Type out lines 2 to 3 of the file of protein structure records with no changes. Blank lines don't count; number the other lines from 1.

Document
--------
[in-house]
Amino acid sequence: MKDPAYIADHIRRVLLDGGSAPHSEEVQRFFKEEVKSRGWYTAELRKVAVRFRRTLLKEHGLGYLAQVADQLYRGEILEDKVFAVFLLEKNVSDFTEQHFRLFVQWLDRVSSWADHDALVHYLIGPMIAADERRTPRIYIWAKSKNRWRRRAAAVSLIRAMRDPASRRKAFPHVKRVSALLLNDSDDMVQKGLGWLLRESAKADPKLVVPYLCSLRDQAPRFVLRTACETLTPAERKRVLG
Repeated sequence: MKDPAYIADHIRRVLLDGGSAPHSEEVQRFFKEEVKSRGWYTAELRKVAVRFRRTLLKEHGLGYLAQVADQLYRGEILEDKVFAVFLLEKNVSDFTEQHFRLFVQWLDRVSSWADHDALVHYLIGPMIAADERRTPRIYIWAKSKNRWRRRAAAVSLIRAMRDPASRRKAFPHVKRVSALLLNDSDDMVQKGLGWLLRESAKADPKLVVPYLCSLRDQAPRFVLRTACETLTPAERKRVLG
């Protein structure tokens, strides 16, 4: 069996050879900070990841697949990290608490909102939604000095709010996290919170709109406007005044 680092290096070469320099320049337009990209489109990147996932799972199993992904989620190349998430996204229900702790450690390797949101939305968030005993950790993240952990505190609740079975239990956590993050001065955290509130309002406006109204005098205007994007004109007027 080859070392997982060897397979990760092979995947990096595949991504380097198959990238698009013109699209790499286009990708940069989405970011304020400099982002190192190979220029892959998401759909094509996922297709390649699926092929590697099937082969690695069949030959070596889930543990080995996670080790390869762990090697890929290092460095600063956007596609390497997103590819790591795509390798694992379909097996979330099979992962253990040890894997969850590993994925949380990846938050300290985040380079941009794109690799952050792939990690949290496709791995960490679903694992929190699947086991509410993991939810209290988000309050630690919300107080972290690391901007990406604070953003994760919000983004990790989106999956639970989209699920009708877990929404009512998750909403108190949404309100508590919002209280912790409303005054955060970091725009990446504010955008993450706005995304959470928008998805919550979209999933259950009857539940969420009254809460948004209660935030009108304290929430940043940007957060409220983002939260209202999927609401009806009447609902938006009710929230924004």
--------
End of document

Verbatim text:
Amino acid sequence: MKDPAYIADHIRRVLLDGGSAPHSEEVQRFFKEEVKSRGWYTAELRKVAVRFRRTLLKEHGLGYLAQVADQLYRGEILEDKVFAVFLLEKNVSDFTEQHFRLFVQWLDRVSSWADHDALVHYLIGPMIAADERRTPRIYIWAKSKNRWRRRAAAVSLIRAMRDPASRRKAFPHVKRVSALLLNDSDDMVQKGLGWLLRESAKADPKLVVPYLCSLRDQAPRFVLRTACETLTPAERKRVLG
Repeated sequence: MKDPAYIADHIRRVLLDGGSAPHSEEVQRFFKEEVKSRGWYTAELRKVAVRFRRTLLKEHGLGYLAQVADQLYRGEILEDKVFAVFLLEKNVSDFTEQHFRLFVQWLDRVSSWADHDALVHYLIGPMIAADERRTPRIYIWAKSKNRWRRRAAAVSLIRAMRDPASRRKAFPHVKRVSALLLNDSDDMVQKGLGWLLRESAKADPKLVVPYLCSLRDQAPRFVLRTACETLTPAERKRVLG